Developing Gutenberg Blocks with Parcel.js and Astroturf

A huge pain point for getting started with developing Gutenberg blocks in JavaScript is the learning curve for build tools.

In this demonstration we’ll pragmatically work our way up from mkdir to a working "Hello, World!" block, including support for styling with CSS-in-JS, an approach which bears out myriad workflow improvements. And we’ll do it all in about 15 minutes.

Here’s the plan, squad:

  • Scaffold our plugin
  • Register our scripts and styles
  • Create our build environment with Parcel
  • Create our block
  • Give it some style with astroturf

Create our scaffolding

However you want to do it, do it!

plugins/your-plugin-name/ # → Root of your plugin
├── src/           
│   ├── styled/
│   │   └── index.js      # → A CSS-in-JS component
│   └── block.js          # → A block
├── package.json
└── your-block-name.php   # → Plugin base file

Registering our scripts and styles

If you’ve never made a plugin before: in a similar way to how a WordPress theme really only technically needs a style.css and index.php file to function, creating a plugin is ludicrously easy at its core.

And, just as with a theme it can become very complex very fast. And while there is no single right way to handle that complexity there are n+1 decidedly wrong ways. What I’m demonstrating here is neither right or wrong. It is intentionally the bare minimum. It’s fine for our purposes — registering a single block.

As a quick aside, recently I’ve been working with the alpha version of Clover, Roots’ answer to the question "What is Modern WordPress Plugin Development?", and it has been pretty phenomenal so far. But we can talk about working with Gutenberg in the context of Clover some other time.

For now, in our your-block-name.php:

#1: Identify our plugin with WordPress’ meta data

<?php
/**
 * Plugin Name: Your Block Name
 * Plugin URI:  https://github.com/your-git/your-block-git
 * Description: Says "Hello, World!"
 * Version:     0.1.0
 * Author:      Kelly Mears
 * Author URI:  https://tinypixel.io
 * License:     MIT License
 * Text Domain: your-block-domain
 * Domain Path: /resources/lang
 **/

Everything else that follows can be done as an action bound to WordPress’ init.

#2: Register our block JavaScript

wp_register_script(
	'demo-block-js',
	plugin_dir_url(__FILE__) .'dist/block.js', 
	[
		'wp-element',
		'wp-i18n',
		'wp-blocks',
	],
	'',
	null,
	true
);

#3: Register our block CSS

wp_register_style(
    'demo-block-public-css',
    plugin_dir_url(__FILE__) .'dist/block.css',
    [],
    null
);

#4: Register the scripts with the block editor

register_block_type(
    'demo/block', [
        'editor_script' => 'demo-block-js',
        'editor_style'  => 'demo-block-public-css',
        'style'         => 'demo-block-public-css',
    ]
);

This is all decidedly straight forward. One thing to note is that in step #4 the first parameter (demo/block) must match the name of the block we provide in our JS.

Creating our build environment

There is no way in the context of this article to cover all the underlying software tools which underpin the reality of what I’m going to demonstrate. You can literally read entire O’Reilly-grade tomes dedicated wholly to any one of them: webpack, babel, node package manager and their plugins, configurations, and interplay.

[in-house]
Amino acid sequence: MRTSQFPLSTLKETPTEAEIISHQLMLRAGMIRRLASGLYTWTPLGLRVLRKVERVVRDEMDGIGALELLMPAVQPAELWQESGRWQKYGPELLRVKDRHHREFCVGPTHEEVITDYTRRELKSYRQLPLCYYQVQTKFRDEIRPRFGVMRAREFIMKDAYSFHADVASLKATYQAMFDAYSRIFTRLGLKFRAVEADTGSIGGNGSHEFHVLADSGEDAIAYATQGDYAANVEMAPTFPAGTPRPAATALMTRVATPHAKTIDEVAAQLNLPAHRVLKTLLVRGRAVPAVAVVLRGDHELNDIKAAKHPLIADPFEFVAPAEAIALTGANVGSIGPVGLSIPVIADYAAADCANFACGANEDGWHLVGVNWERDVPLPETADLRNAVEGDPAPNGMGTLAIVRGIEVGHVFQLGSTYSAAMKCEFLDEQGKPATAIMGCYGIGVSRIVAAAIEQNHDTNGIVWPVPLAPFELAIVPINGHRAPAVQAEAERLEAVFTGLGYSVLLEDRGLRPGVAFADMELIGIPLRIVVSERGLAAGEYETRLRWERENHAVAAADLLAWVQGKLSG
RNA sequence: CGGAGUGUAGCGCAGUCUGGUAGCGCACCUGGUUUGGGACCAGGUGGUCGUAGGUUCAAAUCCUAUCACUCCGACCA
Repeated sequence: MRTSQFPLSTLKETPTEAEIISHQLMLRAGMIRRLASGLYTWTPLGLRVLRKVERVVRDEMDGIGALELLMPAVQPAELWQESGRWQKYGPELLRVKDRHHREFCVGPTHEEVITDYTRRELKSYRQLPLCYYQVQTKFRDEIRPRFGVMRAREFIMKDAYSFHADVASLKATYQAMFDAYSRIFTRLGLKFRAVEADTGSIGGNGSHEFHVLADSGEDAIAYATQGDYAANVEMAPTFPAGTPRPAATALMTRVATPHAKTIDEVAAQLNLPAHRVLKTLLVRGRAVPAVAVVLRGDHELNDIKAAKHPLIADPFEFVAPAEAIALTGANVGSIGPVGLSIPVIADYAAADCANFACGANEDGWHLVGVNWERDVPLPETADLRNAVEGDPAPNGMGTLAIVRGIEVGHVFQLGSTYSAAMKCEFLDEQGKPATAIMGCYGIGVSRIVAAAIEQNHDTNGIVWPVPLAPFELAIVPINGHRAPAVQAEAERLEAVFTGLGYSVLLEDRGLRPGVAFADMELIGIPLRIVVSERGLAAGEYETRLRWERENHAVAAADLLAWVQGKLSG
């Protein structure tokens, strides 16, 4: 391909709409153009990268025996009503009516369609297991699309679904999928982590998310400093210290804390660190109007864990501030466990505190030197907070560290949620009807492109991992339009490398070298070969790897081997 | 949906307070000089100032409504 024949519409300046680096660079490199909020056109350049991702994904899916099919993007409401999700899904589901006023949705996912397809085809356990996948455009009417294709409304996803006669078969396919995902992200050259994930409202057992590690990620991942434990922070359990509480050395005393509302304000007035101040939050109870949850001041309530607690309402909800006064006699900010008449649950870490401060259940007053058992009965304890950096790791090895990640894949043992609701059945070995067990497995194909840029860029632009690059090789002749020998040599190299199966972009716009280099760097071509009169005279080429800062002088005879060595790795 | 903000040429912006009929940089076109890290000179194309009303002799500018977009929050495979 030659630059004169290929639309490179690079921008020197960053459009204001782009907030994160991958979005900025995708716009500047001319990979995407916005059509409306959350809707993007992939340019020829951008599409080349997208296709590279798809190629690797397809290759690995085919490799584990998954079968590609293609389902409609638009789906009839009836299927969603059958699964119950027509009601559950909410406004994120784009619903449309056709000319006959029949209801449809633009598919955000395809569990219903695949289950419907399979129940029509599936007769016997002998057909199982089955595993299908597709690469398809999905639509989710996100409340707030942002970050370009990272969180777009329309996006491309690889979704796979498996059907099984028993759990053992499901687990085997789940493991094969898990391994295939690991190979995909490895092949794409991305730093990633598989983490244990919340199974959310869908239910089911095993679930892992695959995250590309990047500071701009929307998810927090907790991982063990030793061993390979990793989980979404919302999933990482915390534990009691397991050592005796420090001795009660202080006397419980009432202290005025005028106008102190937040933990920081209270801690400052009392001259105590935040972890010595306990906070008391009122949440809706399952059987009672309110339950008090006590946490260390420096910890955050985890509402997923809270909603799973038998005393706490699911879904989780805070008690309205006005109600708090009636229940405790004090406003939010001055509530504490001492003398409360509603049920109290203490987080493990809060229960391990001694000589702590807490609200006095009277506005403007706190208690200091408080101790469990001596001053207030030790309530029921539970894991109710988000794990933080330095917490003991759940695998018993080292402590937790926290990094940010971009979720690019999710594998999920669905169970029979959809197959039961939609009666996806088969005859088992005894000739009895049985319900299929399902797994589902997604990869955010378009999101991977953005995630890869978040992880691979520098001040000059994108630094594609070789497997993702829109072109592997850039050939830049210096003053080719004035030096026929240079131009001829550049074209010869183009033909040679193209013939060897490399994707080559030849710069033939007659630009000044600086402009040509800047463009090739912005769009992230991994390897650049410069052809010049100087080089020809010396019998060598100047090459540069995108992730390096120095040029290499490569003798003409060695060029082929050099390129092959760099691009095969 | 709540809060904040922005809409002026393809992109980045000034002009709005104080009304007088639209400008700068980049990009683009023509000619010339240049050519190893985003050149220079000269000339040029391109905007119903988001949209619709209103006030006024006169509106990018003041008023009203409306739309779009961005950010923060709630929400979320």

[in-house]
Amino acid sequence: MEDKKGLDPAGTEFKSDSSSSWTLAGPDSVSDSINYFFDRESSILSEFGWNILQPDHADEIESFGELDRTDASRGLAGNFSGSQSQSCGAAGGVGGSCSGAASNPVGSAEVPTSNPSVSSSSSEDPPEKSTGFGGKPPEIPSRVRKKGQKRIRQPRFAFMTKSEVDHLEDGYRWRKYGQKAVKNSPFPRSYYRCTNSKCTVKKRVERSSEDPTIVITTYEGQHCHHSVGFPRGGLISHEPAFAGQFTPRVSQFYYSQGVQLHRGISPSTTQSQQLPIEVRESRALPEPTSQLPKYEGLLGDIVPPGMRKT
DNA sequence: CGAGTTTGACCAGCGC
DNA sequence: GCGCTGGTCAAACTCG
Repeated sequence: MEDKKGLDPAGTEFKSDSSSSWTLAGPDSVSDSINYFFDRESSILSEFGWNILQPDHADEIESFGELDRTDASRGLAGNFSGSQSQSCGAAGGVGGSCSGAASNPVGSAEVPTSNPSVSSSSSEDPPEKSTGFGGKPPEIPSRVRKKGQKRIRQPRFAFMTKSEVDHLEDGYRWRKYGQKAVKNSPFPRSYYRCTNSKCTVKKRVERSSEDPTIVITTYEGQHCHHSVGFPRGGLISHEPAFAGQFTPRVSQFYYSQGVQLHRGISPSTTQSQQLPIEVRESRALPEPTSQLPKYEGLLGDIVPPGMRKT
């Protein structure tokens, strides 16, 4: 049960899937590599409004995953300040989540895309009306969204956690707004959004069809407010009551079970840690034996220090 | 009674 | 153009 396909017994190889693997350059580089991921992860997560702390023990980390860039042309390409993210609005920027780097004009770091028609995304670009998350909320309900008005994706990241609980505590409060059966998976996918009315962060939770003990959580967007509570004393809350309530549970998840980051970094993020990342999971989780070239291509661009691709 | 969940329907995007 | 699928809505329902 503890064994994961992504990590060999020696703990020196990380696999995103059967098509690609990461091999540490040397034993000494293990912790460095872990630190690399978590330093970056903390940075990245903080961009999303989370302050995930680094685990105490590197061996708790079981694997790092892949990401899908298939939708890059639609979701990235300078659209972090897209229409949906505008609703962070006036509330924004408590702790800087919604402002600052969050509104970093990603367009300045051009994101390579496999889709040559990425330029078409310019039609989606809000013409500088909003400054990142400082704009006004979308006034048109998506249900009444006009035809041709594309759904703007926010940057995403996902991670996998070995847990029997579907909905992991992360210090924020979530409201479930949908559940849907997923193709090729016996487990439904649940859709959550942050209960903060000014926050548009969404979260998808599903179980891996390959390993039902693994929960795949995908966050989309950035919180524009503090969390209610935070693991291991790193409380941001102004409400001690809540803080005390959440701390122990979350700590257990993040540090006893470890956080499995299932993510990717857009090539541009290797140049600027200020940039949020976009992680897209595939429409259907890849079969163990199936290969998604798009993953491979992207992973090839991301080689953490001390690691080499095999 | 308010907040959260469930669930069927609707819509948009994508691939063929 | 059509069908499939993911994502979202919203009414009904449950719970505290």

Instead we’re going to largely punt this by leaning on a fantastic tool called Parcel.JS to do almost all of our dirty work for us. You could use something like CGB Scripts to set a build chain and asset pipeline on your behalf, but we’re going to do a magic trick in a little bit that is incompatible with that boilerplate. Parcel provides us just enough flexibility to do what we need to do and just enough structure to get it done safely despite our ignorance.

#1: Install Parcel

yarn add parcel-bundler --dev

This command will leave you with a node_modules folder containing 98MB of god-knows-what along with a package.json file. Let’s fill both of them up.

#2: Install some basic necessities

For WordPress we’ll need:

yarn add @wordpress/babel-preset-default @wordpress/blocks @wordpress/element --dev

For building our styles we’ll need:

yarn add astroturf postcss-modules precss --dev

And, that’s that.

When Parcel finishes resolving all your dependencies you should have something that looks kinda like this in package.json:

{
  "devDependencies": {
    "@wordpress/babel-plugin-makepot": "^3.0.0",
    "@wordpress/babel-preset-default": "^4.0.0",
    "@wordpress/blocks": "^6.1.0",
    "@wordpress/element": "^2.2.0",
    "astroturf": "^0.9.1",
    "parcel-bundler": "^1.12.1",
    "postcss-modules": "^1.4.1",
    "precss": "^4.0.0"
  }
}

Keep this file open so we can finish with a couple manual tweaks:

#3: Configure build

We just need to specify a couple things in our package.json: where our files are coming from and some modules that we’ll need to work with astroturf, our CSS-in-JS solution:

a. Specify file paths and build commands:

"main": "src/block.js",
"source": {
  "src/**/*.css": "dist/styles"
},
"scripts": {
  "start": "parcel src/block.js",
  "watch": "parcel watch src/block.js",
  "build": "parcel build src/block.js --no-content-hash"
},

b. Configure postcss:

"postcss": {
  "modules": true,
  "plugins": [
    "precss"
  ]
},

c. Configure babel

"babel": {
  "presets": [
    "@wordpress/default"
  ],
  "plugins": [
    ["astroturf/plugin"]
  ]
}

When all is in place let’s see if it builds: yarn start.

Green light? Alright!